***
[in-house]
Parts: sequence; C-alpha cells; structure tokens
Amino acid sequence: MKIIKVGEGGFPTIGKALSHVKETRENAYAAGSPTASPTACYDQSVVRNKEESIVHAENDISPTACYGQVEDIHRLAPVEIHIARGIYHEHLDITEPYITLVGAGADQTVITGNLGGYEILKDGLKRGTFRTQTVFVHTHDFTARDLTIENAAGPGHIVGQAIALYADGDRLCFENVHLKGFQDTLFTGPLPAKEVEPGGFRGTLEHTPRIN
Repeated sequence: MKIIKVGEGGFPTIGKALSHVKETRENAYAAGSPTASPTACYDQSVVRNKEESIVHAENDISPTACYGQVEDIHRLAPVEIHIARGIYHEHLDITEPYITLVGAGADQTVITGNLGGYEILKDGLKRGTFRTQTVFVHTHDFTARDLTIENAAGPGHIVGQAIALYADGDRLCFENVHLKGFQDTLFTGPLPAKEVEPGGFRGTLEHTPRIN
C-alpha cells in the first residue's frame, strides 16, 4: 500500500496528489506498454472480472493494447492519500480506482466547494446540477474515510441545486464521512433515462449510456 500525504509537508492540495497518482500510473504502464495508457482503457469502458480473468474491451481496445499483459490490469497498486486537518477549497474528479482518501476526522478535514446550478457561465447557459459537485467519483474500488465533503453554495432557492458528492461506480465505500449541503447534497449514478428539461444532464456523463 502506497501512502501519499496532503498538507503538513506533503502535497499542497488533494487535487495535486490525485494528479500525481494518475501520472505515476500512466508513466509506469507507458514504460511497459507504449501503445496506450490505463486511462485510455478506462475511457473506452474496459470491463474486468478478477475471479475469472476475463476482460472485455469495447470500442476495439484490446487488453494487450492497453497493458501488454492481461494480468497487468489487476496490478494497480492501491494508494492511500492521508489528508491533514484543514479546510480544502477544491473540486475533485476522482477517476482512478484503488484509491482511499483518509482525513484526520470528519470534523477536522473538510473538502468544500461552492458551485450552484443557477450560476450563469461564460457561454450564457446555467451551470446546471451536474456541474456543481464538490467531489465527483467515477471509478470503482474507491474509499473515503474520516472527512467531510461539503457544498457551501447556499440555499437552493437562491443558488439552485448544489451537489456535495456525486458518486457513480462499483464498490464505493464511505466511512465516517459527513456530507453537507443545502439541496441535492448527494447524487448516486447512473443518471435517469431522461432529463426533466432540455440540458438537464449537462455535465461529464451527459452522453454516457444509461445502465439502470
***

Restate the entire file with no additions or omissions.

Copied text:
[in-house]
Parts: sequence; C-alpha cells; structure tokens
Amino acid sequence: MKIIKVGEGGFPTIGKALSHVKETRENAYAAGSPTASPTACYDQSVVRNKEESIVHAENDISPTACYGQVEDIHRLAPVEIHIARGIYHEHLDITEPYITLVGAGADQTVITGNLGGYEILKDGLKRGTFRTQTVFVHTHDFTARDLTIENAAGPGHIVGQAIALYADGDRLCFENVHLKGFQDTLFTGPLPAKEVEPGGFRGTLEHTPRIN
Repeated sequence: MKIIKVGEGGFPTIGKALSHVKETRENAYAAGSPTASPTACYDQSVVRNKEESIVHAENDISPTACYGQVEDIHRLAPVEIHIARGIYHEHLDITEPYITLVGAGADQTVITGNLGGYEILKDGLKRGTFRTQTVFVHTHDFTARDLTIENAAGPGHIVGQAIALYADGDRLCFENVHLKGFQDTLFTGPLPAKEVEPGGFRGTLEHTPRIN
C-alpha cells in the first residue's frame, strides 16, 4: 500500500496528489506498454472480472493494447492519500480506482466547494446540477474515510441545486464521512433515462449510456 500525504509537508492540495497518482500510473504502464495508457482503457469502458480473468474491451481496445499483459490490469497498486486537518477549497474528479482518501476526522478535514446550478457561465447557459459537485467519483474500488465533503453554495432557492458528492461506480465505500449541503447534497449514478428539461444532464456523463 502506497501512502501519499496532503498538507503538513506533503502535497499542497488533494487535487495535486490525485494528479500525481494518475501520472505515476500512466508513466509506469507507458514504460511497459507504449501503445496506450490505463486511462485510455478506462475511457473506452474496459470491463474486468478478477475471479475469472476475463476482460472485455469495447470500442476495439484490446487488453494487450492497453497493458501488454492481461494480468497487468489487476496490478494497480492501491494508494492511500492521508489528508491533514484543514479546510480544502477544491473540486475533485476522482477517476482512478484503488484509491482511499483518509482525513484526520470528519470534523477536522473538510473538502468544500461552492458551485450552484443557477450560476450563469461564460457561454450564457446555467451551470446546471451536474456541474456543481464538490467531489465527483467515477471509478470503482474507491474509499473515503474520516472527512467531510461539503457544498457551501447556499440555499437552493437562491443558488439552485448544489451537489456535495456525486458518486457513480462499483464498490464505493464511505466511512465516517459527513456530507453537507443545502439541496441535492448527494447524487448516486447512473443518471435517469431522461432529463426533466432540455440540458438537464449537462455535465461529464451527459452522453454516457444509461445502465439502470